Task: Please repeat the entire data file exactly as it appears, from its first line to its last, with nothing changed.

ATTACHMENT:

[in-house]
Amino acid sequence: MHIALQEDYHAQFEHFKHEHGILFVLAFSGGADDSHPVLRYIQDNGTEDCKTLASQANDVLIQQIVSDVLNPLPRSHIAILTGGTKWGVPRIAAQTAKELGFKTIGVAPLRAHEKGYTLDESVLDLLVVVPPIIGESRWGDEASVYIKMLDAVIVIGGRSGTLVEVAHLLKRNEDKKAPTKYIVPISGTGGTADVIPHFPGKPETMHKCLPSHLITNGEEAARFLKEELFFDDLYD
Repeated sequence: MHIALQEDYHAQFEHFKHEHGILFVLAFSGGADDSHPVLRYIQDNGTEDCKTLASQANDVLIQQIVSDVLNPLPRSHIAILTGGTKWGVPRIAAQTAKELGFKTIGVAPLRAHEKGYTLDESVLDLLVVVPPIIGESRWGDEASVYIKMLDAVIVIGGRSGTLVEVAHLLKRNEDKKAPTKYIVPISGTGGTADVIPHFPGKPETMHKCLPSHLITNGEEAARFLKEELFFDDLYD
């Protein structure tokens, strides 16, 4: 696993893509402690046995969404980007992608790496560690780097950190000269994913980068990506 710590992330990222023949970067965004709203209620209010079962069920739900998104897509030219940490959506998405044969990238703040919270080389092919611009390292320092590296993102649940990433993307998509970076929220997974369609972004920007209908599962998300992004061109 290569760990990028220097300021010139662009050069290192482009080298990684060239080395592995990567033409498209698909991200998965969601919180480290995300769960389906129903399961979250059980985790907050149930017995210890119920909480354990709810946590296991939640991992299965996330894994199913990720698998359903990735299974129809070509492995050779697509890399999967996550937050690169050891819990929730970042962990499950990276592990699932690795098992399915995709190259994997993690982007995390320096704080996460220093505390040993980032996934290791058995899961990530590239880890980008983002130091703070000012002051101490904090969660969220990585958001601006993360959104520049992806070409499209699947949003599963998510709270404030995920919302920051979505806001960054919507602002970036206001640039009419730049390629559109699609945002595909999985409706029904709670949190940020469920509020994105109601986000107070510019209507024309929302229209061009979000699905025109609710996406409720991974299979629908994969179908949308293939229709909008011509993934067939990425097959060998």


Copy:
[in-house]
Amino acid sequence: MHIALQEDYHAQFEHFKHEHGILFVLAFSGGADDSHPVLRYIQDNGTEDCKTLASQANDVLIQQIVSDVLNPLPRSHIAILTGGTKWGVPRIAAQTAKELGFKTIGVAPLRAHEKGYTLDESVLDLLVVVPPIIGESRWGDEASVYIKMLDAVIVIGGRSGTLVEVAHLLKRNEDKKAPTKYIVPISGTGGTADVIPHFPGKPETMHKCLPSHLITNGEEAARFLKEELFFDDLYD
Repeated sequence: MHIALQEDYHAQFEHFKHEHGILFVLAFSGGADDSHPVLRYIQDNGTEDCKTLASQANDVLIQQIVSDVLNPLPRSHIAILTGGTKWGVPRIAAQTAKELGFKTIGVAPLRAHEKGYTLDESVLDLLVVVPPIIGESRWGDEASVYIKMLDAVIVIGGRSGTLVEVAHLLKRNEDKKAPTKYIVPISGTGGTADVIPHFPGKPETMHKCLPSHLITNGEEAARFLKEELFFDDLYD
């Protein structure tokens, strides 16, 4: 696993893509402690046995969404980007992608790496560690780097950190000269994913980068990506 710590992330990222023949970067965004709203209620209010079962069920739900998104897509030219940490959506998405044969990238703040919270080389092919611009390292320092590296993102649940990433993307998509970076929220997974369609972004920007209908599962998300992004061109 290569760990990028220097300021010139662009050069290192482009080298990684060239080395592995990567033409498209698909991200998965969601919180480290995300769960389906129903399961979250059980985790907050149930017995210890119920909480354990709810946590296991939640991992299965996330894994199913990720698998359903990735299974129809070509492995050779697509890399999967996550937050690169050891819990929730970042962990499950990276592990699932690795098992399915995709190259994997993690982007995390320096704080996460220093505390040993980032996934290791058995899961990530590239880890980008983002130091703070000012002051101490904090969660969220990585958001601006993360959104520049992806070409499209699947949003599963998510709270404030995920919302920051979505806001960054919507602002970036206001640039009419730049390629559109699609945002595909999985409706029904709670949190940020469920509020994105109601986000107070510019209507024309929302229209061009979000699905025109609710996406409720991974299979629908994969179908949308293939229709909008011509993934067939990425097959060998």